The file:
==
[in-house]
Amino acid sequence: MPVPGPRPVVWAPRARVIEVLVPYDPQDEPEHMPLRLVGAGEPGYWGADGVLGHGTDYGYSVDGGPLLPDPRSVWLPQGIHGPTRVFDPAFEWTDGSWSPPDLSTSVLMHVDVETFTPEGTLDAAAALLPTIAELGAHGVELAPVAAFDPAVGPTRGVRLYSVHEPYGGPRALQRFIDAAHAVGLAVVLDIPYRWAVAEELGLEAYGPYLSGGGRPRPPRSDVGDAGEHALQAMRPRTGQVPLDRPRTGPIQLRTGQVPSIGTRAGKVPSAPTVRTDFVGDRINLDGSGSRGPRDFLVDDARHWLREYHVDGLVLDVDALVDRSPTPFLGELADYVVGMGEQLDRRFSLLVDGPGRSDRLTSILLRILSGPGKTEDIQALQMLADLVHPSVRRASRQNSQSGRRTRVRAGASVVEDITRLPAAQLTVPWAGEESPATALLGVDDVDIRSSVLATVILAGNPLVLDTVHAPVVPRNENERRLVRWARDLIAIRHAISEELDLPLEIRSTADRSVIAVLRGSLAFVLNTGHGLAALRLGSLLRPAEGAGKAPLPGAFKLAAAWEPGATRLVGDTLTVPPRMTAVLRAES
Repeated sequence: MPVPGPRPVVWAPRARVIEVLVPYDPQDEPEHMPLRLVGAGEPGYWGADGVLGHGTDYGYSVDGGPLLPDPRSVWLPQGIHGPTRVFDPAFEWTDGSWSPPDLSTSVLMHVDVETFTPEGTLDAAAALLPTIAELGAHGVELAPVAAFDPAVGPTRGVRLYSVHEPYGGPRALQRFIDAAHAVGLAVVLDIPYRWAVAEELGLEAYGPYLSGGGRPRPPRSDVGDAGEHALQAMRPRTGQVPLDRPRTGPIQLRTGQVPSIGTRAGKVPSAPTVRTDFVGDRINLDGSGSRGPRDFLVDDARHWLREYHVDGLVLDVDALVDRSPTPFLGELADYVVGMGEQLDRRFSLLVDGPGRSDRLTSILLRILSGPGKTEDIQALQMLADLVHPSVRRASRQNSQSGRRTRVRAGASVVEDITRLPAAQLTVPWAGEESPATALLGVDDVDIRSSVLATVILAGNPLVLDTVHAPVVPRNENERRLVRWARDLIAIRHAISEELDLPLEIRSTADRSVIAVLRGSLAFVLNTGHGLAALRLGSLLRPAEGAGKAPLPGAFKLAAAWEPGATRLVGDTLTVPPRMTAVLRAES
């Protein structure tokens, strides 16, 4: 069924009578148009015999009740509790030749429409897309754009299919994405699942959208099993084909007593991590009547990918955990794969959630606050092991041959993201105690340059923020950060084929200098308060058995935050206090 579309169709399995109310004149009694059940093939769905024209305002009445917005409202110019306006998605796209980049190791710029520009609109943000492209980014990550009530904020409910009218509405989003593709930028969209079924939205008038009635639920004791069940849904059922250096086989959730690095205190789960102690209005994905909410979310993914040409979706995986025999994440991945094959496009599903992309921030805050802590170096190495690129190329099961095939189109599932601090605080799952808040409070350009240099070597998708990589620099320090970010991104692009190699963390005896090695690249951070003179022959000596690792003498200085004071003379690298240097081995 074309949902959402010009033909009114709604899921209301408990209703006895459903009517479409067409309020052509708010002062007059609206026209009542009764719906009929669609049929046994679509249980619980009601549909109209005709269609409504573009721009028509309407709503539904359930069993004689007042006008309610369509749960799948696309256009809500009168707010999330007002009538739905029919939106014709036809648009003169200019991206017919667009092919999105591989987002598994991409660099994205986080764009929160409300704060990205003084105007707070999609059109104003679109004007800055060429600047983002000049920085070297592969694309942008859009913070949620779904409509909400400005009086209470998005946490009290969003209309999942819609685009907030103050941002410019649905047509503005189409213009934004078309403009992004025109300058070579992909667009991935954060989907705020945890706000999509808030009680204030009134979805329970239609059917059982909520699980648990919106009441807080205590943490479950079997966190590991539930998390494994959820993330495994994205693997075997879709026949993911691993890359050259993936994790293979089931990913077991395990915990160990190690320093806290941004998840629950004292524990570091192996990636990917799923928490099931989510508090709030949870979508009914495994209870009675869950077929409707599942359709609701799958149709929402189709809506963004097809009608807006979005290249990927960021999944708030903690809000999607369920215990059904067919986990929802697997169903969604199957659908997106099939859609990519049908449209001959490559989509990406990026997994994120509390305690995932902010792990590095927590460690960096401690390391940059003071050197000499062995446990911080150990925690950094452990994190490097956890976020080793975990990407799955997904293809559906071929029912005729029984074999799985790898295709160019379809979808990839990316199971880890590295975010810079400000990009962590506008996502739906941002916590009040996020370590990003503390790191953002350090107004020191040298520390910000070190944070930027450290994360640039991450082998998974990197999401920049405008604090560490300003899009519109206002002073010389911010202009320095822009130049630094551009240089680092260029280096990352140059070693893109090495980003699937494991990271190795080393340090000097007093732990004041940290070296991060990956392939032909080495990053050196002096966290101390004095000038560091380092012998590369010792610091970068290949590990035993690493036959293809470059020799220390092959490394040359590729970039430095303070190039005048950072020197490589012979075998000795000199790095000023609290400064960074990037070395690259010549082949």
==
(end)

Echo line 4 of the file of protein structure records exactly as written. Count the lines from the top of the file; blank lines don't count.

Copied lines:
């Protein structure tokens, strides 16, 4: 069924009578148009015999009740509790030749429409897309754009299919994405699942959208099993084909007593991590009547990918955990794969959630606050092991041959993201105690340059923020950060084929200098308060058995935050206090 579309169709399995109310004149009694059940093939769905024209305002009445917005409202110019306006998605796209980049190791710029520009609109943000492209980014990550009530904020409910009218509405989003593709930028969209079924939205008038009635639920004791069940849904059922250096086989959730690095205190789960102690209005994905909410979310993914040409979706995986025999994440991945094959496009599903992309921030805050802590170096190495690129190329099961095939189109599932601090605080799952808040409070350009240099070597998708990589620099320090970010991104692009190699963390005896090695690249951070003179022959000596690792003498200085004071003379690298240097081995 074309949902959402010009033909009114709604899921209301408990209703006895459903009517479409067409309020052509708010002062007059609206026209009542009764719906009929669609049929046994679509249980619980009601549909109209005709269609409504573009721009028509309407709503539904359930069993004689007042006008309610369509749960799948696309256009809500009168707010999330007002009538739905029919939106014709036809648009003169200019991206017919667009092919999105591989987002598994991409660099994205986080764009929160409300704060990205003084105007707070999609059109104003679109004007800055060429600047983002000049920085070297592969694309942008859009913070949620779904409509909400400005009086209470998005946490009290969003209309999942819609685009907030103050941002410019649905047509503005189409213009934004078309403009992004025109300058070579992909667009991935954060989907705020945890706000999509808030009680204030009134979805329970239609059917059982909520699980648990919106009441807080205590943490479950079997966190590991539930998390494994959820993330495994994205693997075997879709026949993911691993890359050259993936994790293979089931990913077991395990915990160990190690320093806290941004998840629950004292524990570091192996990636990917799923928490099931989510508090709030949870979508009914495994209870009675869950077929409707599942359709609701799958149709929402189709809506963004097809009608807006979005290249990927960021999944708030903690809000999607369920215990059904067919986990929802697997169903969604199957659908997106099939859609990519049908449209001959490559989509990406990026997994994120509390305690995932902010792990590095927590460690960096401690390391940059003071050197000499062995446990911080150990925690950094452990994190490097956890976020080793975990990407799955997904293809559906071929029912005729029984074999799985790898295709160019379809979808990839990316199971880890590295975010810079400000990009962590506008996502739906941002916590009040996020370590990003503390790191953002350090107004020191040298520390910000070190944070930027450290994360640039991450082998998974990197999401920049405008604090560490300003899009519109206002002073010389911010202009320095822009130049630094551009240089680092260029280096990352140059070693893109090495980003699937494991990271190795080393340090000097007093732990004041940290070296991060990956392939032909080495990053050196002096966290101390004095000038560091380092012998590369010792610091970068290949590990035993690493036959293809470059020799220390092959490394040359590729970039430095303070190039005048950072020197490589012979075998000795000199790095000023609290400064960074990037070395690259010549082949």